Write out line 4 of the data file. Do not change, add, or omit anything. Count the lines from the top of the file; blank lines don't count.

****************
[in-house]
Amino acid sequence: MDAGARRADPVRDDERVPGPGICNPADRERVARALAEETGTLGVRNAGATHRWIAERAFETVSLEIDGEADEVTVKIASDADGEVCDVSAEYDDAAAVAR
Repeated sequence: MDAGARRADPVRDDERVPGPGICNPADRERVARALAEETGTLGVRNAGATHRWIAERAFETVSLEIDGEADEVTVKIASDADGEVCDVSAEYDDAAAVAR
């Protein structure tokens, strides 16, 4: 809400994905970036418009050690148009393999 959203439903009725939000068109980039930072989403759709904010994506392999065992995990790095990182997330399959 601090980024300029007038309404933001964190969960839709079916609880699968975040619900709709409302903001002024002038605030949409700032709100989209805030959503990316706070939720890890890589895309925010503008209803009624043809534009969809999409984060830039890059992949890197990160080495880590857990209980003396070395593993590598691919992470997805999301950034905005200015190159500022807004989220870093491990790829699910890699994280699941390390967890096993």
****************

């Protein structure tokens, strides 16, 4: 809400994905970036418009050690148009393999 959203439903009725939000068109980039930072989403759709904010994506392999065992995990790095990182997330399959 601090980024300029007038309404933001964190969960839709079916609880699968975040619900709709409302903001002024002038605030949409700032709100989209805030959503990316706070939720890890890589895309925010503008209803009624043809534009969809999409984060830039890059992949890197990160080495880590857990209980003396070395593993590598691919992470997805999301950034905005200015190159500022807004989220870093491990790829699910890699994280699941390390967890096993």